The courts have allowed the gag rule to go into effect immediately in every state except Maryland. This gag rule makes it illegal for health care providers who receive funding from the Title X Program to refer patients for abortion. With this ruling, the health and lives of approximately 4 million low income women nationwide is at risk.
Maryland passed “Family Planning Program Funding” legislation that prohibits providers from accepting Title X funding if it excludes family planning providers and does not require providers to provide “a broad range of acceptable and effective medically approved family planning methods and services”. If the funding is not available, the Governor is required to fund the Family Planning Program.
Maternal Mortality Review Committees (MMRC) are now functional in every Section in District IV. The MMRC in the District of Columbia has had its first two meetings. In Maryland, legislation has passed that allows Baltimore City to have a local MMRC while the state MMRC continues to function with a legislatively mandated focus on social determinants of health, including data on racial disparities. In Georgia, legislation was passed to establish the House Study Committee on Maternal Mortality which will include two members of the existing MMRC. The Georgia legislature also has provided funding for nursing abstractors for the MMRC.
A focus for many state legislatures in the last legislative session was the restriction of abortion. In South Carolina, ACOG officers and members worked with state Senators and Representatives to prevent legislation from passing that would have banned abortion. Amy Crockett, South Carolina Fellow Legislative Chair, applied for and received funding from the Ob/Gyn PAC for a reception and funding for those members of the legislature who were opposed to the legislation. It is anticipated that the previously defeated legislation will be re-introduced in the next legislative session. The South Carolina ACOG legislative advocates expect continued support from the members of the legislature who were opposed to the legislation in the previous session.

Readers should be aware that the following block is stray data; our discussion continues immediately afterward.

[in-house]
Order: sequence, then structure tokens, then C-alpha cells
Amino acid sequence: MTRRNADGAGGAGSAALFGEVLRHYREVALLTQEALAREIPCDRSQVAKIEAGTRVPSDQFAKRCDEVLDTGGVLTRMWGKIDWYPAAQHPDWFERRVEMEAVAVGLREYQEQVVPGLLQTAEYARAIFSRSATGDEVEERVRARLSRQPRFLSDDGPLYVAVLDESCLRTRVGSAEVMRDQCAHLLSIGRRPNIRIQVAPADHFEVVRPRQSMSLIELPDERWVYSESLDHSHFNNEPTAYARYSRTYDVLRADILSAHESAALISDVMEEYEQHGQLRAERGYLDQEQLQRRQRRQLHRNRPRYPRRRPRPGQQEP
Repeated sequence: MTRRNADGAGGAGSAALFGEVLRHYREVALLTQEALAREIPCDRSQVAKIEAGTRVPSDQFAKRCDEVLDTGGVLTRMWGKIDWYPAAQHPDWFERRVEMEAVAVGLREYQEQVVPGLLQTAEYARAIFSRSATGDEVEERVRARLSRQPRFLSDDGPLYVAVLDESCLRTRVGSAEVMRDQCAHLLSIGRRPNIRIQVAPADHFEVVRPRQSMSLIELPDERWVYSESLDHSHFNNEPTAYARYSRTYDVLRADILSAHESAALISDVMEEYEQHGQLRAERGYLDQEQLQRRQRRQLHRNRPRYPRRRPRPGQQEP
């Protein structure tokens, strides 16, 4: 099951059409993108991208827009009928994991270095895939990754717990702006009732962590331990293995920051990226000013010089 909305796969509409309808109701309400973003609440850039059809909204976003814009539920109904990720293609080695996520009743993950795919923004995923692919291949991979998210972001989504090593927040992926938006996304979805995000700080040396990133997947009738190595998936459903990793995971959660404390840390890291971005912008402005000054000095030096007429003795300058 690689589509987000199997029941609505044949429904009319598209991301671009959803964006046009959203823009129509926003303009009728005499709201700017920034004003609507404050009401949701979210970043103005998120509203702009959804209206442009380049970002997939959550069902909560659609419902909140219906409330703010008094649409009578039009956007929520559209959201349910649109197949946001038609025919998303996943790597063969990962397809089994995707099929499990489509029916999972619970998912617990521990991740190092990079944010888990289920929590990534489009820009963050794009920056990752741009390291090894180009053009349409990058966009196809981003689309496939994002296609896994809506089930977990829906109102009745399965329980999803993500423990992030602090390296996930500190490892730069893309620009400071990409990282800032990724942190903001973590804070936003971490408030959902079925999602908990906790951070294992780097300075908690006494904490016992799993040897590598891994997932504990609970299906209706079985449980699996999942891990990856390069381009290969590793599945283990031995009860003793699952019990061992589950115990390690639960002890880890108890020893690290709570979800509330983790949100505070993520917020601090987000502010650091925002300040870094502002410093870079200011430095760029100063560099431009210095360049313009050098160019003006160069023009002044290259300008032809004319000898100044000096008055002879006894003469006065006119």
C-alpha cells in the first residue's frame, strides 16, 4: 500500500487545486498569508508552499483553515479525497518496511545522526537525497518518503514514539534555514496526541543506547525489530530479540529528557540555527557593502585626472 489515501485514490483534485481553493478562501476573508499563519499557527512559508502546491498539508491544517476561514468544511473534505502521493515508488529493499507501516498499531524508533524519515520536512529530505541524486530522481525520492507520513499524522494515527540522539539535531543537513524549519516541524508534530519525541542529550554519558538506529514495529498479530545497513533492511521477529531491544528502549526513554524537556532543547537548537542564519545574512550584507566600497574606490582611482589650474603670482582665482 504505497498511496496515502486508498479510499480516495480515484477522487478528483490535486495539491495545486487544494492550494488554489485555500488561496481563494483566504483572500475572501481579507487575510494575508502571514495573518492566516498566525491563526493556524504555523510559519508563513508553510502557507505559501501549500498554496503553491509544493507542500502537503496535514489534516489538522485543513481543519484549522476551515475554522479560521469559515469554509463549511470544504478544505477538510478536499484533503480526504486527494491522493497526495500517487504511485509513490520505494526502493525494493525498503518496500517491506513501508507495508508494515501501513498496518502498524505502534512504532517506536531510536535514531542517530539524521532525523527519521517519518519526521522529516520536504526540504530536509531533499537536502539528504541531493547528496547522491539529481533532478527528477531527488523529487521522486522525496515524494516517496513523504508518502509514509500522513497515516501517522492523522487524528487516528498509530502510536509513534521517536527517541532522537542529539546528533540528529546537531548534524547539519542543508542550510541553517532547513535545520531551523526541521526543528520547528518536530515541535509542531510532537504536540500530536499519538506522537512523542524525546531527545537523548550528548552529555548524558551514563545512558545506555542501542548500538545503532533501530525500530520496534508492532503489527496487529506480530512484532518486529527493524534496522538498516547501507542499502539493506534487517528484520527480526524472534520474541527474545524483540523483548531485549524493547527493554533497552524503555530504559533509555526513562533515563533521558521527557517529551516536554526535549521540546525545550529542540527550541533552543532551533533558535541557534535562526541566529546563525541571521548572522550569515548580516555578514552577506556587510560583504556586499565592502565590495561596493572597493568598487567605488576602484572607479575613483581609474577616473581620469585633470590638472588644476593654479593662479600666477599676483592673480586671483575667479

In the last legislative session in Georgia, Governor Brian Kemp pushed the “Fetal Heart Bill” through the General Assembly, He then signed it into law in May, 2019 with the bill scheduled to take effect on January 1,2020. The bill prohibits abortion after the detection of fetal heart tones with a few exceptions. The bill criminalizes physician care. The Georgia Section/GOGS opposed the bill and many ob/gyns testified against it. Other physician associations joined the ob-gyns in opposition to this legislation. Members of the movie industry have threatened to remove Georgia as one of their filming sites if this legislation is not reversed. The ACLU has submitted a lawsuit against this legislation.
The Georgia ob-gyns did have success with funding for every ob-gyn resident in Georgia, the passage of an anti-shackling bill and funding for a Maternal Tele Psychiatry program.
In North Carolina, the birth center license bill overwhelmingly passed the House and is pending approval in the Senate. The bill includes all of the NC ACOG priorities. The House has not passed the Medicaid expansion bill which is part of the stalemate over the budget. There is concern that this stalemate may continue into the fall which will prevent millions of dollars in non-recurring funding from being dispersed.
In both Maryland and DC, prescription contraception is now legislatively mandated to be available for 12 months at a time.
The DC Junior Fellows are working with members of the DC City Council to extend Medicaid eligibility for one year postpartum, a marked increase from the current 60 days.
To get involved, contact the District IV Fellow or Junior Fellow legislative chairs or contact your state legislative chair. Another option is to go to www.acog.org/advocacy to become an advocate. If you are on social media, join the conversation by following @ACOGaction.
Constance Bohon, MD, FACOG
Holly Puritz, MD, FACOG
ACOG District IV Legislative Chairs